||2 years ago|
|src||2 years ago|
|.gitignore||3 years ago|
|Cargo.toml||2 years ago|
|README.md||3 years ago|
Ad-hoc owning iterator types
This crate defines the macro
iter! which produces ad-hoc iterator types that own their values and have compile-time known exact sizes.
This macro can be used exactly like
vec!, except it produces an
impl Iterator that does not allocate.
impl Iterator yields the values directly, not references to the values.
This can be useful for when you want a ad-hoc iterator of a non-copy type, as sized slices and arrays currently do not implement
IntoIterator in a way that moves their values, instead they yield references, causing the need for cloning.
iter! macro's iterator types move their values on calls to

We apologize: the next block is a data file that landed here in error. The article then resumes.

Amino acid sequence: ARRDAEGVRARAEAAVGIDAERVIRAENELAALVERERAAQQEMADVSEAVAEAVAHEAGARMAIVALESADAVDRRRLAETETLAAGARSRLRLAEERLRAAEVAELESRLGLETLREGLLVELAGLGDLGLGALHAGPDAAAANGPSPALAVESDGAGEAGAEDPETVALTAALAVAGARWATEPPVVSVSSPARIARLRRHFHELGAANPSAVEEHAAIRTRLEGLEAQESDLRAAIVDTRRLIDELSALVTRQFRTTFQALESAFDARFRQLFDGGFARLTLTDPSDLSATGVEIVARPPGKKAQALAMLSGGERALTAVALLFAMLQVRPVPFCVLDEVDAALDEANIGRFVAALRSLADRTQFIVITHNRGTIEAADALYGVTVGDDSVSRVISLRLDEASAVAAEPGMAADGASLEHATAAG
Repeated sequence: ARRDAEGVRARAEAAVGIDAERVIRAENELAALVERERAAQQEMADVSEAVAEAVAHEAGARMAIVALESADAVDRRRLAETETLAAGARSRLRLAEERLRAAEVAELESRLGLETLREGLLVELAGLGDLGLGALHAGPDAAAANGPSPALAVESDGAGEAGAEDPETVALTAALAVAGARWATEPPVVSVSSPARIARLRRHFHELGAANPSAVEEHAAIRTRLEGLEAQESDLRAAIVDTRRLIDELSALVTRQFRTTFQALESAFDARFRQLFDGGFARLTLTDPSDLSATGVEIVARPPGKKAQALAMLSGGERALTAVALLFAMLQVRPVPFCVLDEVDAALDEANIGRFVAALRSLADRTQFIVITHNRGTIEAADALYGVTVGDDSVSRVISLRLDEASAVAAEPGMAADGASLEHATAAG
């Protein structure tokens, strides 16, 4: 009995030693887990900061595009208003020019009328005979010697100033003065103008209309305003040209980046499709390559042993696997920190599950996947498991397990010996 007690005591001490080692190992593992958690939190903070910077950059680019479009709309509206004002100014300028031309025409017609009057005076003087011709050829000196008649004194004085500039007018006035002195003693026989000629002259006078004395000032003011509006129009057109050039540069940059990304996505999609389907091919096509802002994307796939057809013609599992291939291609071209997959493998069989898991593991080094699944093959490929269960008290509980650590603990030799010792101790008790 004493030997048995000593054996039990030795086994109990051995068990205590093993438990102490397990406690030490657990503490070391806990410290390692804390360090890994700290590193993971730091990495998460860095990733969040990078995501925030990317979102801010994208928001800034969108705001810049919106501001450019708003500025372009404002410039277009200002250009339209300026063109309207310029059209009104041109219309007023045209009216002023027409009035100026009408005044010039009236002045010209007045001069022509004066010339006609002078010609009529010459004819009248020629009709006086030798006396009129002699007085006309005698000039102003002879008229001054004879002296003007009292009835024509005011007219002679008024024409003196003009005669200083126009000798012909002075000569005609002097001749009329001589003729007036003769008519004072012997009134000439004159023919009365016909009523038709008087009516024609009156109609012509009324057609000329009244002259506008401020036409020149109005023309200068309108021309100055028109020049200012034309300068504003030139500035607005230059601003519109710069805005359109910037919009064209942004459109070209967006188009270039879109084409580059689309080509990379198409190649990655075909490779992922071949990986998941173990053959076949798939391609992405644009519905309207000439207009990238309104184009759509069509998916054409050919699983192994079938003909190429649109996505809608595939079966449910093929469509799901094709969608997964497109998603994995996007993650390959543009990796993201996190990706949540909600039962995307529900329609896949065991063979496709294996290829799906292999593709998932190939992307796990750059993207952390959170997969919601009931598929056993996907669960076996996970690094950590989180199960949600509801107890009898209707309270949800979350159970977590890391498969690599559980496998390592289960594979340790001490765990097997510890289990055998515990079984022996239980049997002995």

next() instead of returning references, and drop the non-consumed values when the iterator is dropped itself.
Concatenating a 'slice' of
String without cloning.
let whole: String = iter![String::from("Hell"), String::from("o "), String::from("world"), String::from("!")] .collect(); assert_eq!("Hello world!", &whole[..]);
The iterator types also have a few associated functions.
The length of the whole iterator
pub const fn len(&self) -> usize
The rest of the iterator that has not been consumed.
pub fn rest(&self) -> &[T]
The whole array.
All values that have not been consumed are initialised, values that have been consumed are uninitialised.
pub fn array(&self) -> &[MaybeUninit<T>; Self::LEN]
How many items have since been consumed.
pub const fn consumed(&self) -> usize